But, you know, the Warriors offense was just dandy, as well. Golden State shot 51.1 percent from the field, made 13-of-26 3-pointers, knocked down all 11 of its free throws, and dished out 31 assists in an all-encompassing performance.

Much of the damage came via the pick-and-roll, where Stephen Curry and assorted others diced up Spurs big men Pau Gasol and David Lee on many occasions. The numbers are not pretty, and suggest that San Antonio could have significant defensive issues inside against certain playoff opponents:


Or maybe the Warriors are in a class of their own. Curry (29 points on 4-of-8) and Klay Thompson (23 points on 4-of-9) led the 3-point barrage and kept the Spurs’ defense off-balance throughout, but their success went beyond mere hot shooting.

That’s especially true of Curry, whose play during Durant’s absence has not touched his peerless 2016-17 MVP form, but has found an elite level all its own. His control of the offense has been nearly flawless of late, showing that his mental game is arguably now just as impressive as his famous ability to pull up from anywhere on the court.


Worse yet for opponents, Durant’s time on the shelf seems to have allowed a few bench players to ease into their roles prior to the playoffs. Veteran big man David West made that statement on Wednesday, finishing with 15 points (7-of-11 FG), five assists, four rebounds, two blocks, and a plus-23 in 22 minutes.

West was downright dominant in the fourth quarter, and more performances like this one will ensure that Golden State has several interior options to match up with different opponents this spring. This team will never be especially deep, but with this kind of star power, it only takes a few role players to step up.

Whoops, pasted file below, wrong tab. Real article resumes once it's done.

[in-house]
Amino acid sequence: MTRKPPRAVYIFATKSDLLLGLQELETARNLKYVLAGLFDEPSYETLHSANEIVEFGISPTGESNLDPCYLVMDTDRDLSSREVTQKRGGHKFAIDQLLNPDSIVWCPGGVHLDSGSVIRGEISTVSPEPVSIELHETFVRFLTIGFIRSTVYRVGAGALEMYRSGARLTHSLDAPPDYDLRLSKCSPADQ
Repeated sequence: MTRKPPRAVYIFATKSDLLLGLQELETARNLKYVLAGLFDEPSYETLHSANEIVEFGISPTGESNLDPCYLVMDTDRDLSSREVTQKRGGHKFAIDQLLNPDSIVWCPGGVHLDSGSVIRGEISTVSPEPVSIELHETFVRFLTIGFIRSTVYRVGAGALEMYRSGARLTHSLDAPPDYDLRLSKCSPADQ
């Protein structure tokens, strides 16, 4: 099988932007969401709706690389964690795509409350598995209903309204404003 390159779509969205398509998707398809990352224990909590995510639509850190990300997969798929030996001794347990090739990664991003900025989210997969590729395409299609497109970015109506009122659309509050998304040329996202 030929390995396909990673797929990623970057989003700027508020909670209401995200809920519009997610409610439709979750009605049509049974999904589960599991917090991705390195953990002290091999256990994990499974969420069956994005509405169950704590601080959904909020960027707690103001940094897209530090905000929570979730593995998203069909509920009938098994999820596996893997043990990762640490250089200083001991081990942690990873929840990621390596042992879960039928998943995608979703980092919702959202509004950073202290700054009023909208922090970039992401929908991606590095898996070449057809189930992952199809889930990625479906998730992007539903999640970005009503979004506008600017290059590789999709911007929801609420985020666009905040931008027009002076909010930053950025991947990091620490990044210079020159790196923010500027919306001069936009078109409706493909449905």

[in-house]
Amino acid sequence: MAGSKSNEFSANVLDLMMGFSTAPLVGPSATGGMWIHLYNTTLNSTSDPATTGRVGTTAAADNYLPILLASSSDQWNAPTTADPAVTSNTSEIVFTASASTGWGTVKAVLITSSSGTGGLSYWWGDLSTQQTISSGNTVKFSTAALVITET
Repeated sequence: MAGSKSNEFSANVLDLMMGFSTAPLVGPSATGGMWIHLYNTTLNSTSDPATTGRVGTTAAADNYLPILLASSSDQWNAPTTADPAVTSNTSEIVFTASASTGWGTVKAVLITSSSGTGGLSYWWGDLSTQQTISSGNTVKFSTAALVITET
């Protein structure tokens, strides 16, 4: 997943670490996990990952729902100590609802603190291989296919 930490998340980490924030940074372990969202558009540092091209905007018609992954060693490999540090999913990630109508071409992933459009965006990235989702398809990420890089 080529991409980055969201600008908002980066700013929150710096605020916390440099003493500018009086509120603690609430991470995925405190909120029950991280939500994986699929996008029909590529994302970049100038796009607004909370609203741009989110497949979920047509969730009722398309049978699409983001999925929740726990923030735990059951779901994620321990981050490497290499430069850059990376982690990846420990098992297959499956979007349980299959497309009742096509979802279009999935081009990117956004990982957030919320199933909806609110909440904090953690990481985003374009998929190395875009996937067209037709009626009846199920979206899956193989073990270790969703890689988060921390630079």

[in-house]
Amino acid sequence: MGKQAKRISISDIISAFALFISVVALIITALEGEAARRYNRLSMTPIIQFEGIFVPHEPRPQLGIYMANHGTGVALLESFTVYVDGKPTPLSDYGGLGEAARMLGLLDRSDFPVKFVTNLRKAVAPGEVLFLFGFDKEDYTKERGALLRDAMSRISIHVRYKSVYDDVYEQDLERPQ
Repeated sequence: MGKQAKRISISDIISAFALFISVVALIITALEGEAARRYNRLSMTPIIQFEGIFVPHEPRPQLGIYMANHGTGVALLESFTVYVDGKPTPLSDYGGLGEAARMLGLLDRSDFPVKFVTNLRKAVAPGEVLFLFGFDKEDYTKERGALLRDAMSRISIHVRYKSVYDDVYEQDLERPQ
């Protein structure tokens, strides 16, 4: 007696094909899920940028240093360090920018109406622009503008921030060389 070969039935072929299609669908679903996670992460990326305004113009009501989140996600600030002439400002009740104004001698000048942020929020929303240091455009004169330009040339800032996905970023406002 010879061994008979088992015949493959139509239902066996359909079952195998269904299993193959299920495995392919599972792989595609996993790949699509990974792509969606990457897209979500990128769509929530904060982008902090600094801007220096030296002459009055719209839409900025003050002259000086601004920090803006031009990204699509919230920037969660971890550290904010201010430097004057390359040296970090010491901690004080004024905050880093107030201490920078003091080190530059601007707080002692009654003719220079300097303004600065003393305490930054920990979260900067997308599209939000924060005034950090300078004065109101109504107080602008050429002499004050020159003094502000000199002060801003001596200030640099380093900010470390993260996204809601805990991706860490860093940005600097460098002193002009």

Plus, it now looks as if Kerr will have the opportunity to rest players late this season without putting the No. 1 seed in serious jeopardy. San Antonio already had the season series with two wins, but Golden State would now have to lose at least three games in their final seven contests to lose home-court advantage. With only one road game left and four meetings against lottery teams, the Warriors would have to collapse to meet that fate. It looks like only a matter of time before they clinch.

[Follow Ball Don’t Lie on social media: Twitter | Instagram | Facebook | Tumblr]

Simply put, it’s now hard to list any other team as favorite to win the NBA title. Durant’s reintroduction will take some time, but a pre-playoff return and first-round meeting with a No. 8 seed hovering around .500 should be enough to ease him back in. Last spring proved that anything can happen to block those plans, but the signs are good. Teams just aren’t supposed to look this formidable without a superstar.

– – – – – – –

Eric Freeman is a writer for Ball Don’t Lie on Yahoo Sports. Have a tip? Email him at efreeman_ysports@yahoo.com or follow him on Twitter!

Follow @FreemanEric

What to Read Next

Back